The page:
For reasons undoubtedly making sense at the time, the Google Pixel (and, most likely, current Android devices) don’t support the USB Mass Storage protocol. A bit of poking around suggests the
jmtpfs utility supplies the other end of the Pixel’s Media Transfer Protocol and the process goes a little something like this:
- Once upon a time, create a mountpoint:
- Unlock the phone
- Plug in the USB cable
- Pull down the top menu, tap
USB charging this device
sudo jmtpfs /mnt/pixel -o allow_other,fsname="Pixel"
allow_other parameter sets the directory / file permissions so ordinary users can access the files. The
fsname is just for pretty.
The Pixel’s storage then appears as the awkwardly named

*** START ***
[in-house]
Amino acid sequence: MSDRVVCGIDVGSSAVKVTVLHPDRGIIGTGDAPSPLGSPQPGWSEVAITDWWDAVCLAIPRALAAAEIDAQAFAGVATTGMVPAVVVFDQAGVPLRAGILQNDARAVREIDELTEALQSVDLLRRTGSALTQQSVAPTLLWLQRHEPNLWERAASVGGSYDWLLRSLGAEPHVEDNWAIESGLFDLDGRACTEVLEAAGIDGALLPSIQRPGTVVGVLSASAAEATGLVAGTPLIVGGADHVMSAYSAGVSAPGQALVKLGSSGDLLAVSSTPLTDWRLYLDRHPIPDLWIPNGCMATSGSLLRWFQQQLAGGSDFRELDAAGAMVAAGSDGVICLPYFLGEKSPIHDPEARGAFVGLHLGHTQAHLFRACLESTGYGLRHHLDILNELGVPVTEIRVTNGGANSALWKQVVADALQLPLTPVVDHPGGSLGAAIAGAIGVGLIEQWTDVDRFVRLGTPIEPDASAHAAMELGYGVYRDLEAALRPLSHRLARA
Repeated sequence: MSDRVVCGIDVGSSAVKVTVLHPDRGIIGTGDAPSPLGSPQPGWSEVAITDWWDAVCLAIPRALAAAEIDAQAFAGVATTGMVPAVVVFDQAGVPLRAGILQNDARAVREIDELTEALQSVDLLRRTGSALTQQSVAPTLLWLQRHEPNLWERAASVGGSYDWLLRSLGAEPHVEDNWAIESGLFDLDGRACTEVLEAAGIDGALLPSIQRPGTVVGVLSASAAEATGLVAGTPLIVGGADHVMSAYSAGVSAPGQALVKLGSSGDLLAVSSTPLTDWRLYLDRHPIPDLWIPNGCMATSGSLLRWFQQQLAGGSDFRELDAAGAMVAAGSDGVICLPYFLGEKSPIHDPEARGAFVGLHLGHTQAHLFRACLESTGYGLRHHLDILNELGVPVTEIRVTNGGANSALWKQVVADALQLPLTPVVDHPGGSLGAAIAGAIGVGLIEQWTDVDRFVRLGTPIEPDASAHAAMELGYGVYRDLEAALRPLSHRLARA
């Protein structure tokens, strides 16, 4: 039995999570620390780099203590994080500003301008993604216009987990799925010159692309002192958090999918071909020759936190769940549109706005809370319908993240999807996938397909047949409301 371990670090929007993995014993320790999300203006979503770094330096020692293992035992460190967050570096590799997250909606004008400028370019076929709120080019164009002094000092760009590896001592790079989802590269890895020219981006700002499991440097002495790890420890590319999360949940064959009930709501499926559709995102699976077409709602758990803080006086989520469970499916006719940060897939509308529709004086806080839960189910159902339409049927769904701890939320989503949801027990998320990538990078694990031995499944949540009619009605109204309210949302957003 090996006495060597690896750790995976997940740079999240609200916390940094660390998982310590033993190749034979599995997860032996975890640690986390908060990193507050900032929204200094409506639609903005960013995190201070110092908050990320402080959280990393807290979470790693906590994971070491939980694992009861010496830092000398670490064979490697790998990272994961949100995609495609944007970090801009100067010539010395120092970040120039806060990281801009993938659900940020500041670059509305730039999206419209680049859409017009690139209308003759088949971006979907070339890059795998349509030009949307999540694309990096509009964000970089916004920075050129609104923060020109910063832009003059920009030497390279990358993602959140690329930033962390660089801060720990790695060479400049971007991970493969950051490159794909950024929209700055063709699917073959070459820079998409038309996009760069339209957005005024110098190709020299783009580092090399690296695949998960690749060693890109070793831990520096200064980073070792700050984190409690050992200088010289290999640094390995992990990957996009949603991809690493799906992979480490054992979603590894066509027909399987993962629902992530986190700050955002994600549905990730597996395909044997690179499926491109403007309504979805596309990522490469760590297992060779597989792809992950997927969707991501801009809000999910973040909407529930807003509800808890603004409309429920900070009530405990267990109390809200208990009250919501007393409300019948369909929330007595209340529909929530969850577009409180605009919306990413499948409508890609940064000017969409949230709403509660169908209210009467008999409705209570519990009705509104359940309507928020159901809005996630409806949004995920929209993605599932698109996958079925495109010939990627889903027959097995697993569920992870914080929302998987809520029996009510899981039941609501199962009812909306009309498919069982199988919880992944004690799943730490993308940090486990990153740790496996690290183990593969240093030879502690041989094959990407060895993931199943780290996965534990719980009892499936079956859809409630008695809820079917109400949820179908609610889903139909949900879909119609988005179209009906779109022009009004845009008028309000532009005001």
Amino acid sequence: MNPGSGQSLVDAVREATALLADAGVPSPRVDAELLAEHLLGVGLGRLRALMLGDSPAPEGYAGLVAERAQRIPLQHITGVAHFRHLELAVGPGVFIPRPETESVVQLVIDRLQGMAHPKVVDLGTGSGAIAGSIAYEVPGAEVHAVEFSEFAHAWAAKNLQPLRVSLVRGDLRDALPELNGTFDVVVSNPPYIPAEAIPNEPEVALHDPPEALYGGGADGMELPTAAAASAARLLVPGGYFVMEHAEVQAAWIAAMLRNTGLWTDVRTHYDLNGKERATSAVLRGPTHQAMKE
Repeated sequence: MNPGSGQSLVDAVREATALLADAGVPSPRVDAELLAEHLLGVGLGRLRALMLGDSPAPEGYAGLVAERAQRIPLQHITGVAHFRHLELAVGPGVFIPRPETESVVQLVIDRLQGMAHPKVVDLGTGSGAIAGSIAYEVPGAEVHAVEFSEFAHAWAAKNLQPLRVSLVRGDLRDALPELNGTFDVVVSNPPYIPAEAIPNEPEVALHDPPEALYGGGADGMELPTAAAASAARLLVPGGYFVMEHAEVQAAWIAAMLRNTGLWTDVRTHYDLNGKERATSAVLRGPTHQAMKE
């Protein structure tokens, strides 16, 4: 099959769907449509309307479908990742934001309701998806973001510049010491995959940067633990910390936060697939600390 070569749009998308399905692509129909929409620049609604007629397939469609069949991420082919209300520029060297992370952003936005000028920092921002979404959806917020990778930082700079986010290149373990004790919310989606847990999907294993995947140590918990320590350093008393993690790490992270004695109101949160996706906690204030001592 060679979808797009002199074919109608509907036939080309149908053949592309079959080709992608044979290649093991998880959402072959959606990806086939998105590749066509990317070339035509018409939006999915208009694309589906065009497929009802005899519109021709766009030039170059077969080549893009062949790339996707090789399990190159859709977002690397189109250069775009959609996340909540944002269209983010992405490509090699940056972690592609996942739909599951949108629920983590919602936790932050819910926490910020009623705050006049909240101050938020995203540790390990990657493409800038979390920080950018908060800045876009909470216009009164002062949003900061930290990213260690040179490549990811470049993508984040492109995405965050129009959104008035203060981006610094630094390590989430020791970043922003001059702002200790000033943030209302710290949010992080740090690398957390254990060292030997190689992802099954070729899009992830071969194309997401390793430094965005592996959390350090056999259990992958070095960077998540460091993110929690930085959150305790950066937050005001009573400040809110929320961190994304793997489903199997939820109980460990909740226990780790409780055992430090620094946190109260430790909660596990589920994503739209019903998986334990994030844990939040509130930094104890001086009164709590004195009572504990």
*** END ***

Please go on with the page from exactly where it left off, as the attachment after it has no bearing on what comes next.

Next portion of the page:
/mnt/pixel/Internal\ shared\ storage/ directory.
Despite being somewhat Linuxy under the hood, the mapped storage doesn’t support the usual filesystem attributes, so don’t try to transfer them with, say,
rsync -rhu --progress /mnt/music/Music\ for\ Programming /mnt/pixel/Internal\ shared\ storage/Music/
When you’re done:
sudo umount /mnt/pixel
This may not be a win over bankshotting off Dropbox or Google Drive, except for sensitive bits like private keys and suchlike.
Thunar apparently knows how to detect and mount
mtp devices automagically and I suppose GUI-fied drag-n-drop works as you’d expect.